Qualifying: Gugelmin takes shock pole

Mauricio Gugelmin didn't apologise for winning pole position for Sunday's Champ Car race at Cleveland's Burke Lakefront Airport. But he admitted that unusual circumstances played a big helping hand in winning the pole over Adrian Fernandez and Max Wilson

Qualifying: Gugelmin takes shock pole

For years, CART's split qualifying sessions at road racing events have been a point of contention among drivers and teams. The inevitable finally happened on Saturday afternoon at Cleveland as rain began falling two minutes before the second (and theoretically faster) qualifying group took to the track.

When the rain persisted, it guaranteed a surprise pole position for Gugelmin, who was the fastest man in the first group. Gugelmin and his group enjoyed the best track conditions of the Cleveland weekend, with plenty of cloud cover and cooler temperatures. That definitely wasn't the case as the second group took to a wet track to essentially fight for 14th place.

"We'll take them any way we can get them," said Gugelmin, whose last pole came in the 1997 season finale at California Speedway, when he turned a then-record lap of 240.942 mph. "I think my lap (57.356 seconds, 132.185 mph) was pretty decent. It would have taken a big effort on someone's part to beat it.

"But we need to come up with a system that's more equal for everyone," he continued. "We've been looking up and down trying to find some way to put everyone on the track at the same time for qualifying. If it means parking a guy because he causes a red flag, so be it. But this is the second week in a row that the first group had an advantage, and this week it was huge."

Despite being the beneficiary on this day, Gugelmin stressed the need for CART to provide a level playing field for everyone.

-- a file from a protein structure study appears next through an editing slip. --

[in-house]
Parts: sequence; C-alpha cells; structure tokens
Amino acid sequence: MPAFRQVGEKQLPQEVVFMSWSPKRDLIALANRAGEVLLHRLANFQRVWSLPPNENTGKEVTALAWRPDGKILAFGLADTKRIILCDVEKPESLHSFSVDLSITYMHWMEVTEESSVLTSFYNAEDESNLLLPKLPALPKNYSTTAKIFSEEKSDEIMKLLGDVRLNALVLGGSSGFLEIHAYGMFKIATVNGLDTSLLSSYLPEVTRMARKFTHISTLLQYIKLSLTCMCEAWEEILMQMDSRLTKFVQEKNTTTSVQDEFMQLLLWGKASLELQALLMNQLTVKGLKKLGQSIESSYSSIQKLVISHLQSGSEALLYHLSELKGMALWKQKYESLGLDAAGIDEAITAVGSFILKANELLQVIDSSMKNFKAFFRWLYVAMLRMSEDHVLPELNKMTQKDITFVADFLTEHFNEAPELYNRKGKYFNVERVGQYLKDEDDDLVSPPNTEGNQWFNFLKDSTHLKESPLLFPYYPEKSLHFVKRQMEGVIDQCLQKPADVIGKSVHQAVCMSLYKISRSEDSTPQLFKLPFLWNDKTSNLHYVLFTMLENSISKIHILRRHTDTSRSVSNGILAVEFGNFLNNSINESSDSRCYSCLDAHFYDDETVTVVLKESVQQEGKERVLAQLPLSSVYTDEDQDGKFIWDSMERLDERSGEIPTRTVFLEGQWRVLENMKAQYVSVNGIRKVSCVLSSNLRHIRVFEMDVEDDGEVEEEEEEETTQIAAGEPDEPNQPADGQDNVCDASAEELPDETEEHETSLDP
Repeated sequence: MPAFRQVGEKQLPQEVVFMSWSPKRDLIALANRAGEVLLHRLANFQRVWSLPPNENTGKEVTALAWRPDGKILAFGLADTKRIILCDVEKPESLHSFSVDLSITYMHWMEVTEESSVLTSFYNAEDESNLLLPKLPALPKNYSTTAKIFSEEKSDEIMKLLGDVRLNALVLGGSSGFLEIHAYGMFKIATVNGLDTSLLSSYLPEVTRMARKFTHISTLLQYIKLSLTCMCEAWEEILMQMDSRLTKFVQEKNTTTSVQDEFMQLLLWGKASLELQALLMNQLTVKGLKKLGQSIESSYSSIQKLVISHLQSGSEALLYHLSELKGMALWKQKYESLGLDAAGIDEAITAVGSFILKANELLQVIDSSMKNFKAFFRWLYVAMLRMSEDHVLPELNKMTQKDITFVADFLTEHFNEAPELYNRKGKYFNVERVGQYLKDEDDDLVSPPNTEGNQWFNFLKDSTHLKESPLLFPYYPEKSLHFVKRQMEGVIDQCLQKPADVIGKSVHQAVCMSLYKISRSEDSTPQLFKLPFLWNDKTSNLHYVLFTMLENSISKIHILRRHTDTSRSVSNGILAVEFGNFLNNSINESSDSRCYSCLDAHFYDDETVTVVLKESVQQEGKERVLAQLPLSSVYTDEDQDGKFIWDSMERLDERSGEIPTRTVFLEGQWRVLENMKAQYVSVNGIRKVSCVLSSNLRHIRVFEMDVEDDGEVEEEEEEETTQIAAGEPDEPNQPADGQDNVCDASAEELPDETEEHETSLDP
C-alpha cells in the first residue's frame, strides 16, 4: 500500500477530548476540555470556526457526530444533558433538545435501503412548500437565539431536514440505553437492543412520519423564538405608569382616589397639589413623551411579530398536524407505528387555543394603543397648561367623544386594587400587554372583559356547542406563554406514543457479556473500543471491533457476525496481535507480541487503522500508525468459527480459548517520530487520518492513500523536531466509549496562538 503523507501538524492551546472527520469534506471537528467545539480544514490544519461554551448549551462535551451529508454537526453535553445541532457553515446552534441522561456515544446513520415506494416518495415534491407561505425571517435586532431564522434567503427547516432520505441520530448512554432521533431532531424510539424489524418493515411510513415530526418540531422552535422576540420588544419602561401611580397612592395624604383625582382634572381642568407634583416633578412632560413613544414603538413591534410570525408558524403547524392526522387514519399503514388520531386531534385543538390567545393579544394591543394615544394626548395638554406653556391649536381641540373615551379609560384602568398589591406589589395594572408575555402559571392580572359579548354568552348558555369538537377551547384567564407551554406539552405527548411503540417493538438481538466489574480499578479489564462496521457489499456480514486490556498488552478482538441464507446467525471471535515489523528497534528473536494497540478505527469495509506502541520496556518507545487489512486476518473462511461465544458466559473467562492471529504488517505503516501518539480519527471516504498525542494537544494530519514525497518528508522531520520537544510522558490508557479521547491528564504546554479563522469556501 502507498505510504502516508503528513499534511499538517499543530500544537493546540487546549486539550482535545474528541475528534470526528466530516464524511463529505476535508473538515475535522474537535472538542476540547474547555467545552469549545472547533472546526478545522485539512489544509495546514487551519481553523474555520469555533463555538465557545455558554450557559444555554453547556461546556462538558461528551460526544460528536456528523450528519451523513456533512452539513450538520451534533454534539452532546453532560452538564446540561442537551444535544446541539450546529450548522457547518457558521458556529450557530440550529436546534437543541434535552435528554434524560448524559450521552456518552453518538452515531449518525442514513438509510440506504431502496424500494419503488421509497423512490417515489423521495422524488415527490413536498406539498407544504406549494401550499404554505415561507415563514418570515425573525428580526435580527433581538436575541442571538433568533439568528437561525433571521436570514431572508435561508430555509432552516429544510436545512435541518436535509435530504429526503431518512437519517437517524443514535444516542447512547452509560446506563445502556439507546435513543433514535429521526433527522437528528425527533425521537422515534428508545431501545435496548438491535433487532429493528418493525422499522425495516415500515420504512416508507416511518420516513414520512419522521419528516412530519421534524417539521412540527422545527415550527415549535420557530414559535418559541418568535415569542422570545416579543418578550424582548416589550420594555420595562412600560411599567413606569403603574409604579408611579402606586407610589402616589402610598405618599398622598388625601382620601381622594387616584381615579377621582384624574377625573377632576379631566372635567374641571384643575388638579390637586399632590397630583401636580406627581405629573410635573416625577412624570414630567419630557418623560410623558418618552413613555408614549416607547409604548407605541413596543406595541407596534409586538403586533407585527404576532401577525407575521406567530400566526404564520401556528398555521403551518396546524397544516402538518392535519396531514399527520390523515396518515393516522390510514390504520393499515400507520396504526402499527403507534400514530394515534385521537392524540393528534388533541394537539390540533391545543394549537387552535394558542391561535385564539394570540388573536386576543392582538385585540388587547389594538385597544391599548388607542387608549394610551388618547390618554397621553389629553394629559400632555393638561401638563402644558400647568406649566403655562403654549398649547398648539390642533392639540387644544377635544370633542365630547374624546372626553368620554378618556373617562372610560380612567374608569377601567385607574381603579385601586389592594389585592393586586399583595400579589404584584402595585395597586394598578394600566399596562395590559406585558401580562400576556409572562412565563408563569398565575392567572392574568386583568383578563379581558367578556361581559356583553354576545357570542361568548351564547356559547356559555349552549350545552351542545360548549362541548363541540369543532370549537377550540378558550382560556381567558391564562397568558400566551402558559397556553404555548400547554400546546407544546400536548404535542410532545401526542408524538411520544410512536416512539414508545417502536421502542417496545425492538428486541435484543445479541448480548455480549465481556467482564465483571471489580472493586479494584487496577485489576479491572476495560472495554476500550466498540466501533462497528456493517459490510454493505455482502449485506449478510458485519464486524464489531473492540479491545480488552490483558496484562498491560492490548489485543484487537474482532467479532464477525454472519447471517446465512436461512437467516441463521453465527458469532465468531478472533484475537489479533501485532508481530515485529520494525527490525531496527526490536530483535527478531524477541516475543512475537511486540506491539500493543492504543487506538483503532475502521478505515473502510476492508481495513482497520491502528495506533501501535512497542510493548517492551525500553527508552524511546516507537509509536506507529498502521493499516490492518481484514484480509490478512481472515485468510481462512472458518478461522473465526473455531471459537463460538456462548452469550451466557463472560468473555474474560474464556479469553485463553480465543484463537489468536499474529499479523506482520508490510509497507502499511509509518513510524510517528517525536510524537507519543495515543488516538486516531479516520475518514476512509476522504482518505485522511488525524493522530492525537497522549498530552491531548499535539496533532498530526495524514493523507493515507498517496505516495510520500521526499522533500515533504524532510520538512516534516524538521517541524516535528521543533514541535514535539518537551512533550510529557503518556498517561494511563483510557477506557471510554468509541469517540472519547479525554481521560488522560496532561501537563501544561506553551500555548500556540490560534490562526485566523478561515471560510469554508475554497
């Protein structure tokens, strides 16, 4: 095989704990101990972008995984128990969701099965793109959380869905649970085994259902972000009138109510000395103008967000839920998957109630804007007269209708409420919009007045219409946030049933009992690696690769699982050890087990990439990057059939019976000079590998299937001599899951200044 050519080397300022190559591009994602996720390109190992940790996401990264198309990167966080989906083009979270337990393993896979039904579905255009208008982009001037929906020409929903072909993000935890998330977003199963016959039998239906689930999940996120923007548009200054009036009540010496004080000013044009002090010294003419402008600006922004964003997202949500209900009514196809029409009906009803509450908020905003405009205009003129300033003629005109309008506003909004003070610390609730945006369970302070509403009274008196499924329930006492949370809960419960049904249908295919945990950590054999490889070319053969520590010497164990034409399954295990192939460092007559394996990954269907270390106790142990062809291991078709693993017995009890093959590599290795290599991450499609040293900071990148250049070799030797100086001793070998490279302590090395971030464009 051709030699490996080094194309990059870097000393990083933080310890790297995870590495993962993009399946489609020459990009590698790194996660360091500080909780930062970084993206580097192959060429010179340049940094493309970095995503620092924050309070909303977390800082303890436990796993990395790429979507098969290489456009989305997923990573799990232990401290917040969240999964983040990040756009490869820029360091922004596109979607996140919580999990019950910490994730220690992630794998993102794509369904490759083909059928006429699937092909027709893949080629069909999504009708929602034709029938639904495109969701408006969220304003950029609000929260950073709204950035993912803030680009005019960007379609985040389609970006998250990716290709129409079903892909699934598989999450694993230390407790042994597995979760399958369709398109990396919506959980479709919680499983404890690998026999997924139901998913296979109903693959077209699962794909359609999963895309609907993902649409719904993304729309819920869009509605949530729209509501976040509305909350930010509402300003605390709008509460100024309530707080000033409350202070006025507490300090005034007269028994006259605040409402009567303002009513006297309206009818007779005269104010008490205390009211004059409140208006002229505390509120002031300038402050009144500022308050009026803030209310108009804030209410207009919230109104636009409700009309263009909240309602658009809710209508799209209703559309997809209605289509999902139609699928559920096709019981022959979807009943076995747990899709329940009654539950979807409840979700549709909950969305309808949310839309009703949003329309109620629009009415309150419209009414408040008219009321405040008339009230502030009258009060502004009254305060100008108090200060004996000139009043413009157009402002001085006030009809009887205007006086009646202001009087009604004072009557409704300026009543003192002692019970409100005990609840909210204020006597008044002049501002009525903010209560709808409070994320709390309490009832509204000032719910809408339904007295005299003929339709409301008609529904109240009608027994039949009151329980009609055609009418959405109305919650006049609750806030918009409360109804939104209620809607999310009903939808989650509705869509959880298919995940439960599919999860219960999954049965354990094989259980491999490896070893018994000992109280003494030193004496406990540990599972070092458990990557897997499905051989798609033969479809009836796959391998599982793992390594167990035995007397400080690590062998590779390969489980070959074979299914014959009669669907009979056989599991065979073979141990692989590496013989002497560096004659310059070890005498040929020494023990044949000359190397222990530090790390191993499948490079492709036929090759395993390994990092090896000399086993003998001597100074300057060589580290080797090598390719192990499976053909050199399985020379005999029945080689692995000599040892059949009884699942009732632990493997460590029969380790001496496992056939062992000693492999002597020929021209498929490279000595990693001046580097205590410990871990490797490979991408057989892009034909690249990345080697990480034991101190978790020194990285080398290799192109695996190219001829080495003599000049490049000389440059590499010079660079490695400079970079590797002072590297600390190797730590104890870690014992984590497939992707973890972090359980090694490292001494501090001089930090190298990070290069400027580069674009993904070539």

"There's another series, Formula 1, that doesn't have a problem running all the cars at one time," he said. "Being in the slow group is even more of a disadvantage than it seems, because in our series, the track tends to get better and better as the weekend goes on, especially on the temporary circuits. I've said before that getting out of the slow group is almost harder than winning a race."

In the past, Saturday's rain would not have posed as much of a problem. But this year, CART changed the race weekend format, eliminating Friday afternoon provisional qualifying at road course venues in favour of an extended practice. The groups are determined by championship standings.

At Cleveland, the track dried enough that the second group was able to venture out on slicks. Dario Franchitti got down to a 59.8 before the heavens opened for real and action was stopped due to lightning. The second group got one more chance, because they had not received their guaranteed 20 minutes of green flag track time. But the track was still soaked for the last six minutes of running they were granted.

Franchitti, therefore, won the battle to line up 14th, alongside Alex Zanardi, who was slowest in the first group with a 58.566s.

"We made the best of a bad deal there," noted the Scot. "People complain about being in the slow group, but today being in the slow group was an advantage. So you can see that it does even out a bit."

"I don't feel bad for those guys at the back," commented Fernandez, who achieved his best qualifying result since forming his own team this year. "I've qualified at the back when I knew I had a better car than that for qualifying. I'm sure it's frustrating for them because of the circumstances. But I'm happy that this happened because maybe the system will change for the better to make it more fair for everyone."

Wilson backed up his run to fourth place in the rain last week at Portland by outperforming 10 of the 13 drivers in his group to line up a CART-career best third.

"The Arciero-Blair guys are working very hard," Wilson said. "Last weekend we got our first points, and that was very important for us. We struggled before with the engine and some bad luck, but since we changed to the Ford-Cosworth package, things have turned our way and we had a great result at Portland.

"We were lucky because it was wet for the second group, but I think my time (57.892 seconds) would have been good enough to be in the top 10 or 12."

Bryan Herta qualified a season-best fourth, just ahead of Memo Gidley, on board for his second race with Ganassi Racing.

The big names were packed in the second half of the field, with series leader Kenny Brack 17th, Cristiano da Matta 19th, Gil de Ferran 20th, Michael Andretti 21st, and Helio Castroneves 23rd. Paul Tracy will start 26th and last.

"There is nothing you can do about it," said Brack. "But the race should be interesting."

"It's really a shame because obviously qualifying isn't representative of any of this weekend's practice times," de Ferran added. "It's a real mess, but it could make for an interesting race with all of the fast guys from practice starting at the back of the field."

For full qualifying results, click here.

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